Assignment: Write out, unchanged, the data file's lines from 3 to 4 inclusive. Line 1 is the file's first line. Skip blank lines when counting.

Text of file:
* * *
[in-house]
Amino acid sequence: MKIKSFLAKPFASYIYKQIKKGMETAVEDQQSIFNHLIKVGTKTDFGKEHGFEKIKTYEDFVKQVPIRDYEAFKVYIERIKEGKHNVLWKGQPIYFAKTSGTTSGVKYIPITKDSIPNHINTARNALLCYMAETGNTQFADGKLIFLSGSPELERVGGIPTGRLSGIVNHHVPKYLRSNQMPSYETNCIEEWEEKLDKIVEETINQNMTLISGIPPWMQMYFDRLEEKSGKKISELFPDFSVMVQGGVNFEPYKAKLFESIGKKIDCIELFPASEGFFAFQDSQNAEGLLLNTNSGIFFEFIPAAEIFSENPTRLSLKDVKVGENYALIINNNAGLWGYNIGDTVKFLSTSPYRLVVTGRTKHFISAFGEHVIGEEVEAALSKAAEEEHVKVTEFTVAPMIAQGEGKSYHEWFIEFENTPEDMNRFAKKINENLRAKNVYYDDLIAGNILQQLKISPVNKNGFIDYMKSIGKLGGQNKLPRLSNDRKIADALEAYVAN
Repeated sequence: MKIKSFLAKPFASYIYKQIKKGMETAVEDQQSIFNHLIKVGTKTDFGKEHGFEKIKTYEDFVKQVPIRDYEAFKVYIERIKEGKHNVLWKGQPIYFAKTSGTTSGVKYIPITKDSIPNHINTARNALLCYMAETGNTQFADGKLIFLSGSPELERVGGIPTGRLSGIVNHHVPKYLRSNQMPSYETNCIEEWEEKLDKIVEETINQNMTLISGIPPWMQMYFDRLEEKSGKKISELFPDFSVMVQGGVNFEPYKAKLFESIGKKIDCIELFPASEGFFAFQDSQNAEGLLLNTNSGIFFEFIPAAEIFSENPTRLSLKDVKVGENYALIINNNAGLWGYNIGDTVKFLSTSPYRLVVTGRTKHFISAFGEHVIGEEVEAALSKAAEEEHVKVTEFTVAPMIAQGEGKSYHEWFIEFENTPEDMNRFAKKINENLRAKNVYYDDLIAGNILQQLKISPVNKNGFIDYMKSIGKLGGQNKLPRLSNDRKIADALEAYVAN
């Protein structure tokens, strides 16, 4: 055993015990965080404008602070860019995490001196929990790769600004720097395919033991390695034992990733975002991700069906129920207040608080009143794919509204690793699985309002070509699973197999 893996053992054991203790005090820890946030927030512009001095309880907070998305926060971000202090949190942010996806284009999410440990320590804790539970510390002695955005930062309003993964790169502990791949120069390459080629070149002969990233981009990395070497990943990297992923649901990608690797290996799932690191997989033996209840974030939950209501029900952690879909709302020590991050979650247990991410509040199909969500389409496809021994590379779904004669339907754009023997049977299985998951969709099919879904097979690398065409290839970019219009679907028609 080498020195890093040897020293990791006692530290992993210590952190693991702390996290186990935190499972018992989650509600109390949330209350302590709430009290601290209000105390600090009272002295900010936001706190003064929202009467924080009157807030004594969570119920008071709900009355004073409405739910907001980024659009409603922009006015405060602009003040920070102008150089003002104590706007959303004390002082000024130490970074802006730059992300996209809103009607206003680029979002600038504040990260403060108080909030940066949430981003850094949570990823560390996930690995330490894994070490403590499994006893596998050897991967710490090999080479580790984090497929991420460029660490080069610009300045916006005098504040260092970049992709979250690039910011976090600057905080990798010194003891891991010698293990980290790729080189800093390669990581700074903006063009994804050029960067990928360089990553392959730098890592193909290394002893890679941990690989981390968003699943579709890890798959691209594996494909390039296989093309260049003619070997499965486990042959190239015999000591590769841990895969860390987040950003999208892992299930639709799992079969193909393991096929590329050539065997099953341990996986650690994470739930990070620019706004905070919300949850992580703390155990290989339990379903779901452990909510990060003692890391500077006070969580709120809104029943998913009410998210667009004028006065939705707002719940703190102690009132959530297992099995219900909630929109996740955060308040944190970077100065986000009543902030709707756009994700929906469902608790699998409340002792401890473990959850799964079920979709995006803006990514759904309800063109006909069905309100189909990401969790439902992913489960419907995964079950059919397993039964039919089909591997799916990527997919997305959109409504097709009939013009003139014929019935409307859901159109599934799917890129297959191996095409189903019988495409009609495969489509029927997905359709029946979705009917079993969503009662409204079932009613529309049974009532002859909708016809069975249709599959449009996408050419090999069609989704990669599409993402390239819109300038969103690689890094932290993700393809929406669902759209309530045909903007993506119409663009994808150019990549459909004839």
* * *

Repeated sequence: MKIKSFLAKPFASYIYKQIKKGMETAVEDQQSIFNHLIKVGTKTDFGKEHGFEKIKTYEDFVKQVPIRDYEAFKVYIERIKEGKHNVLWKGQPIYFAKTSGTTSGVKYIPITKDSIPNHINTARNALLCYMAETGNTQFADGKLIFLSGSPELERVGGIPTGRLSGIVNHHVPKYLRSNQMPSYETNCIEEWEEKLDKIVEETINQNMTLISGIPPWMQMYFDRLEEKSGKKISELFPDFSVMVQGGVNFEPYKAKLFESIGKKIDCIELFPASEGFFAFQDSQNAEGLLLNTNSGIFFEFIPAAEIFSENPTRLSLKDVKVGENYALIINNNAGLWGYNIGDTVKFLSTSPYRLVVTGRTKHFISAFGEHVIGEEVEAALSKAAEEEHVKVTEFTVAPMIAQGEGKSYHEWFIEFENTPEDMNRFAKKINENLRAKNVYYDDLIAGNILQQLKISPVNKNGFIDYMKSIGKLGGQNKLPRLSNDRKIADALEAYVAN
């Protein structure tokens, strides 16, 4: 055993015990965080404008602070860019995490001196929990790769600004720097395919033991390695034992990733975002991700069906129920207040608080009143794919509204690793699985309002070509699973197999 893996053992054991203790005090820890946030927030512009001095309880907070998305926060971000202090949190942010996806284009999410440990320590804790539970510390002695955005930062309003993964790169502990791949120069390459080629070149002969990233981009990395070497990943990297992923649901990608690797290996799932690191997989033996209840974030939950209501029900952690879909709302020590991050979650247990991410509040199909969500389409496809021994590379779904004669339907754009023997049977299985998951969709099919879904097979690398065409290839970019219009679907028609 080498020195890093040897020293990791006692530290992993210590952190693991702390996290186990935190499972018992989650509600109390949330209350302590709430009290601290209000105390600090009272002295900010936001706190003064929202009467924080009157807030004594969570119920008071709900009355004073409405739910907001980024659009409603922009006015405060602009003040920070102008150089003002104590706007959303004390002082000024130490970074802006730059992300996209809103009607206003680029979002600038504040990260403060108080909030940066949430981003850094949570990823560390996930690995330490894994070490403590499994006893596998050897991967710490090999080479580790984090497929991420460029660490080069610009300045916006005098504040260092970049992709979250690039910011976090600057905080990798010194003891891991010698293990980290790729080189800093390669990581700074903006063009994804050029960067990928360089990553392959730098890592193909290394002893890679941990690989981390968003699943579709890890798959691209594996494909390039296989093309260049003619070997499965486990042959190239015999000591590769841990895969860390987040950003999208892992299930639709799992079969193909393991096929590329050539065997099953341990996986650690994470739930990070620019706004905070919300949850992580703390155990290989339990379903779901452990909510990060003692890391500077006070969580709120809104029943998913009410998210667009004028006065939705707002719940703190102690009132959530297992099995219900909630929109996740955060308040944190970077100065986000009543902030709707756009994700929906469902608790699998409340002792401890473990959850799964079920979709995006803006990514759904309800063109006909069905309100189909990401969790439902992913489960419907995964079950059919397993039964039919089909591997799916990527997919997305959109409504097709009939013009003139014929019935409307859901159109599934799917890129297959191996095409189903019988495409009609495969489509029927997905359709029946979705009917079993969503009662409204079932009613529309049974009532002859909708016809069975249709599959449009996408050419090999069609989704990669599409993402390239819109300038969103690689890094932290993700393809929406669902759209309530045909903007993506119409663009994808150019990549459909004839």